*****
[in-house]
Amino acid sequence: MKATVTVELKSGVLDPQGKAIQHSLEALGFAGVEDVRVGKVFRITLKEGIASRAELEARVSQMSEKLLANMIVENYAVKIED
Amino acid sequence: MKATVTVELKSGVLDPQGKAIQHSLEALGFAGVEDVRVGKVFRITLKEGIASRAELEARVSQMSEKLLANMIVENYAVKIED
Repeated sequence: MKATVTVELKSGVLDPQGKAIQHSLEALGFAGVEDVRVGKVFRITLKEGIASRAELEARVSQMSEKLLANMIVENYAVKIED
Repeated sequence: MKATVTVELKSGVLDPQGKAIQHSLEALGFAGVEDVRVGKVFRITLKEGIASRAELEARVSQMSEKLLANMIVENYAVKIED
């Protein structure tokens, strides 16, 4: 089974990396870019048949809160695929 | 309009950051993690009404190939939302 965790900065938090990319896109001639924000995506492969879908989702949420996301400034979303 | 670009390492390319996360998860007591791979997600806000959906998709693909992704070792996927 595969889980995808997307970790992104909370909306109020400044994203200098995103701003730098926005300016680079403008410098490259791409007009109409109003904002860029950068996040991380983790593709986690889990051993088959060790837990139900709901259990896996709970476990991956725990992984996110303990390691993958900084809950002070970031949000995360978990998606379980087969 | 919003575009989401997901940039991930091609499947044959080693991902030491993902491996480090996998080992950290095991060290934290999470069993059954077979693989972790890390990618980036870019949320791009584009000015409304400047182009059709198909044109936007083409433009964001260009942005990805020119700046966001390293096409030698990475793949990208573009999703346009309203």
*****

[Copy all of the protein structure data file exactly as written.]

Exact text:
[in-house]
Amino acid sequence: MKATVTVELKSGVLDPQGKAIQHSLEALGFAGVEDVRVGKVFRITLKEGIASRAELEARVSQMSEKLLANMIVENYAVKIED
Amino acid sequence: MKATVTVELKSGVLDPQGKAIQHSLEALGFAGVEDVRVGKVFRITLKEGIASRAELEARVSQMSEKLLANMIVENYAVKIED
Repeated sequence: MKATVTVELKSGVLDPQGKAIQHSLEALGFAGVEDVRVGKVFRITLKEGIASRAELEARVSQMSEKLLANMIVENYAVKIED
Repeated sequence: MKATVTVELKSGVLDPQGKAIQHSLEALGFAGVEDVRVGKVFRITLKEGIASRAELEARVSQMSEKLLANMIVENYAVKIED
């Protein structure tokens, strides 16, 4: 089974990396870019048949809160695929 | 309009950051993690009404190939939302 965790900065938090990319896109001639924000995506492969879908989702949420996301400034979303 | 670009390492390319996360998860007591791979997600806000959906998709693909992704070792996927 595969889980995808997307970790992104909370909306109020400044994203200098995103701003730098926005300016680079403008410098490259791409007009109409109003904002860029950068996040991380983790593709986690889990051993088959060790837990139900709901259990896996709970476990991956725990992984996110303990390691993958900084809950002070970031949000995360978990998606379980087969 | 919003575009989401997901940039991930091609499947044959080693991902030491993902491996480090996998080992950290095991060290934290999470069993059954077979693989972790890390990618980036870019949320791009584009000015409304400047182009059709198909044109936007083409433009964001260009942005990805020119700046966001390293096409030698990475793949990208573009999703346009309203």